Bruce Sturgell just wanted to buy a shirt. Maybe a pair of shorts. But he couldn’t find anything in his size – he wears a XXL to XXXL shirt and sizes 42 to 46 in pants, depending on the brand – at the mall. Defeated, he bought a six-pack of beer and went home and created a blog on Tumblr, a popular social-networking platform, to complain. That fateful day nearly five years ago marked the beginning of Chubstr, a site that, as its Tumblr puts it, “helps big guys find, create, and share their style with the world.” According to Sturgell, that’s no small feat, considering the obstacles larger men still face when it comes to fashion. “There’s a preconceived notion that bigger guys don’t care about how they look,” he says over the phone from Portland, Ore., where Chubstr is based.
And while the conversation around sizing in women’s fashion has given rise to a steadily growing range of retail options, men in the big and tall category – that’s typically anything above an XL in shirts and 36 in pants – are left with surprisingly little choice.
“A lot of bigger brands are offering clothing in extended sizes, but they’re not really talking about it. They might have a link on their site, but they’re not going out and really promoting it,” Sturgell says. “They’re definitely not showing models that look like me.” Both Ralph Lauren and Eddie Bauer, for instance, have big and tall options, although neither has received a significant marketing push. But they are at least among the few companies offering on-trend clothing for plus-sized men with a youthful sensibility, compared to the many independent big-and-tall stores, which have limited style options, Sturgell says.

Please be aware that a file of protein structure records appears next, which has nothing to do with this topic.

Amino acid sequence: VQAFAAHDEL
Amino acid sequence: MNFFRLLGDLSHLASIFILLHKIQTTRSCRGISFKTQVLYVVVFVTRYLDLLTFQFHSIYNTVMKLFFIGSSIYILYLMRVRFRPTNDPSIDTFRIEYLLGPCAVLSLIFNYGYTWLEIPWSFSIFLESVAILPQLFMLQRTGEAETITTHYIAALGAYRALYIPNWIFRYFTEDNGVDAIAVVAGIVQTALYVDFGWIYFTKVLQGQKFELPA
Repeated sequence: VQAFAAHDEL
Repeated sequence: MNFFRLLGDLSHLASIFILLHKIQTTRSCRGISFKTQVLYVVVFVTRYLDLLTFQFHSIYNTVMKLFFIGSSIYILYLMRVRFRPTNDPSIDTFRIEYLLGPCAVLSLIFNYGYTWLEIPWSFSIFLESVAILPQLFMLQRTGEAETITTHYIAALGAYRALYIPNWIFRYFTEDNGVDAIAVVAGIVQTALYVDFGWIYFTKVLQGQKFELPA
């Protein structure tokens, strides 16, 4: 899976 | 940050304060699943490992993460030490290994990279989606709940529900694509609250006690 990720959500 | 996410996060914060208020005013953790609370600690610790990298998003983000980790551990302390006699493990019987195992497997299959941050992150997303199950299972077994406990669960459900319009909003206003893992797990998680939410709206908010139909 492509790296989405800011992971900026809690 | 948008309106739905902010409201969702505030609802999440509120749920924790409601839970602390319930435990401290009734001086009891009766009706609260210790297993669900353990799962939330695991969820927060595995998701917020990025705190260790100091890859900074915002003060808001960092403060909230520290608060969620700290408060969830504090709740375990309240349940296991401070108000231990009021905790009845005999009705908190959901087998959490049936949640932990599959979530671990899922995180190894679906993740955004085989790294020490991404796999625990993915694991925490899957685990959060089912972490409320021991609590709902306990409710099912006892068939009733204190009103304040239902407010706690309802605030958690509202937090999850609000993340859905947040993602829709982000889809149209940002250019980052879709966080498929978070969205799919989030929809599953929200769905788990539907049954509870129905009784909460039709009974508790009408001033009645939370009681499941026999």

“When I’m looking for big-and-tall clothing and I get a catalogue or look at a website, it’s Hawaiian shirts and Soprano’s-style track suits. It’s not what I want,” Sturgell continues. “It can be frustrating, especially when you look at how much better women are being catered to. Women’s plus size is booming. There are brands out there that are doing it well. They’re using plus-size models of different shapes and sizes and ethnicities. They’re getting it right and they have audiences that love them.”
In Canada, Addition Elle is the most prominent plus-sized women’s-wear brand, while south of the border retailers include Avenue, Ashley Stewart, Catherine’s and Lane Bryant.
In 2014, the close to 6, 000 plus-sized women’s clothing stores in the U.S. generated $9-billion in revenue, according to IBIS World, a market research company. Meanwhile, there are fewer than 1,000 such stores for men, which generated only $1-billion, according to the same source.
“For men, it’s still very challenging,” Leo Park, co-founder of Parker & Pine, a Toronto-based company that makes colourful boxer briefs and classic dress shirts for bigger guys, concurs. “You’d be surprised how many bloggers or fashion magazines we’ve encountered who are opposed to talking about plus-sized men’s fashion in general.”
“It wasn’t sexy for them,” Park says.